"Captain Eno" & "Boppin' Bobby"
Brian Eno & Robert Fripp's sound experiments in 1973 are still earth-shattering.
I love to take an early evening walk (and jog when the spirit moves me) and the music that accompanies me greatly influences not only my gait, but how I view things around me. I chose Robert Fripp and Brian Eno's 1973 sessions for the BBC which is a live version of the album No Pussyfooting. I downloaded the music from DGM.
Last evening, I learned two things. First, a great deal of people were concerned with yardwork (something I avoid) and more specifically, the gathering of their leaves. This seasonal act of futility was being practiced on just about every block I walked down. People were armed with all sorts of powerful looking leaf blowers and they looked about as happy as I was when I used to do it. The contrast between what I was hearing and what I was seeing was at times so extreme that I found myself quite amused, but that's another story for another blog.
The second thing I learned is that, despite Fripp and Eno being an extremely strange and contradictory choice for exercise music, their work is as powerful to me today as when I first heard it nearly 40 years ago. The basic premise of these sessions were simple: both Fripp and Eno would create loops, on guitar and synthesizer respectively, and then Fripp would solo, providing a "melody" or a lyrical narrative amidst the dense electronic textures.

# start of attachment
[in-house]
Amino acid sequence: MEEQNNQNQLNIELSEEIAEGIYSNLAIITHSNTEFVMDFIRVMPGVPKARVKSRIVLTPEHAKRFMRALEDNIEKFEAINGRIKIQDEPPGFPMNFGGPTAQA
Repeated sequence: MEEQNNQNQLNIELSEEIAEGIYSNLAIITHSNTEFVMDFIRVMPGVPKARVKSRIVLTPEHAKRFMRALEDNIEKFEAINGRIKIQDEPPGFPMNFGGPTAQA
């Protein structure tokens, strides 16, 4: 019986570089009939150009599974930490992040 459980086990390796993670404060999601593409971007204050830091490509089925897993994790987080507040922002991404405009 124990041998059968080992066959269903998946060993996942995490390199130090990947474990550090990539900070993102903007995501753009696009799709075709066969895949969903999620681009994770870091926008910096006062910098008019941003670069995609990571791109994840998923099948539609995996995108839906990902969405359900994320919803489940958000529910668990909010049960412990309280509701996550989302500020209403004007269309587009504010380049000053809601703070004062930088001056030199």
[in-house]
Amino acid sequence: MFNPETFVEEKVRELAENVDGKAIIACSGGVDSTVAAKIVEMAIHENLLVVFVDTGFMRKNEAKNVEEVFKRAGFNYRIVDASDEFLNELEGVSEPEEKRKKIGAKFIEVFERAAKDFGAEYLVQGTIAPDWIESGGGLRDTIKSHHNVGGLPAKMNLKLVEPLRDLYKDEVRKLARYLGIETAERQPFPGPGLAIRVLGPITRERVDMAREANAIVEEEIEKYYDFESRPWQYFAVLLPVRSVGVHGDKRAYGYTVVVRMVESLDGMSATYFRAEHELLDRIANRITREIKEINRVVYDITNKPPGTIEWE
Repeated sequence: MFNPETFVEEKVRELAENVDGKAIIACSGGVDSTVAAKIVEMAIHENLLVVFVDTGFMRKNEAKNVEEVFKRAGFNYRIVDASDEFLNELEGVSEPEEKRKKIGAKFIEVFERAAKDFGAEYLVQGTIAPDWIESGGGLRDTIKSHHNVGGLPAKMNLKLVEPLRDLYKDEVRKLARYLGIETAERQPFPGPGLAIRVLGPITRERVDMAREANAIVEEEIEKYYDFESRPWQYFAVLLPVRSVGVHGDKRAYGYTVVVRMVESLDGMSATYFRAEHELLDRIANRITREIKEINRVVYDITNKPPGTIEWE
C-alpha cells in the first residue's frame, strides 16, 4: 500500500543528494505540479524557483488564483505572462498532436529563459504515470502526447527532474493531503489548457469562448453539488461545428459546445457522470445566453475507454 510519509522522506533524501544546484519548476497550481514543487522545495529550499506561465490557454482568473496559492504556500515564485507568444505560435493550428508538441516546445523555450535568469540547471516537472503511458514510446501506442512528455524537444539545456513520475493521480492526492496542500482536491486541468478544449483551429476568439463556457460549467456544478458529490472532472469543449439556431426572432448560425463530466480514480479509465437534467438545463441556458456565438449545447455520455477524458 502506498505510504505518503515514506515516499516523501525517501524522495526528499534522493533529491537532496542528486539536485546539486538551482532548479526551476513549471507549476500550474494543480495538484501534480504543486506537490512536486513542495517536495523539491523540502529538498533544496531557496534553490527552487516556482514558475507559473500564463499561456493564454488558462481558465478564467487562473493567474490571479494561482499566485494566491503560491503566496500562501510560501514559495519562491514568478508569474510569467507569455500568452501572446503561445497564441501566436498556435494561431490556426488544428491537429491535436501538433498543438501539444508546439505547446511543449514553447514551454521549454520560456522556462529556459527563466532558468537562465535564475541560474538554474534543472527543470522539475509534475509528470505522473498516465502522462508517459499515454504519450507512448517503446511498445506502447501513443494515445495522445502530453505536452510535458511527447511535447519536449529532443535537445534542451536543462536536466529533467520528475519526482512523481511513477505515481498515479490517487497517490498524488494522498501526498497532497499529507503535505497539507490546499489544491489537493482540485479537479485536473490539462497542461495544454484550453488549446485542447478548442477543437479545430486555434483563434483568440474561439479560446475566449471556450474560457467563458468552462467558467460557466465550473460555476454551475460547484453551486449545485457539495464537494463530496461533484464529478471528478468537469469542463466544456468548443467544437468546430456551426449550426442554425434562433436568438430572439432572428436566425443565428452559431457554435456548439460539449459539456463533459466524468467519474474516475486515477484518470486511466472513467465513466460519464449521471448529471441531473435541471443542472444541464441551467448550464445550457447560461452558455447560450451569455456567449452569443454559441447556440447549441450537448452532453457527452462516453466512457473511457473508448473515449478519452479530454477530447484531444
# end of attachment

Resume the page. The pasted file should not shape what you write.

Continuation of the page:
The Heavenly Music Corporation began in the usual Frippertronic fashion of layered tones of electric guitar outlining what seems to be an ordinary minor mode, but then the mood (and modes) begins to darken and the atmosphere is foreboding. The live version is much shorter and not nearly as psychotic a listening experience as the album version.
Swastika Girls is a perfect vehicle for everything that I love about Fripp's electric guitar solos: long, sustained serpentine lines which seem to musically contradict themselves or at least fall well outside of the realm of expectation and the feeling that the man seems to be pouring out his very soul. As a friend of mine might say, "He's wailing on that guitar." Indeed he is.
This is not, gentle readers, for those whose musical tastes are conservative.
And maybe not for those who believe that gathering leaves in a pile assures that they will remain so.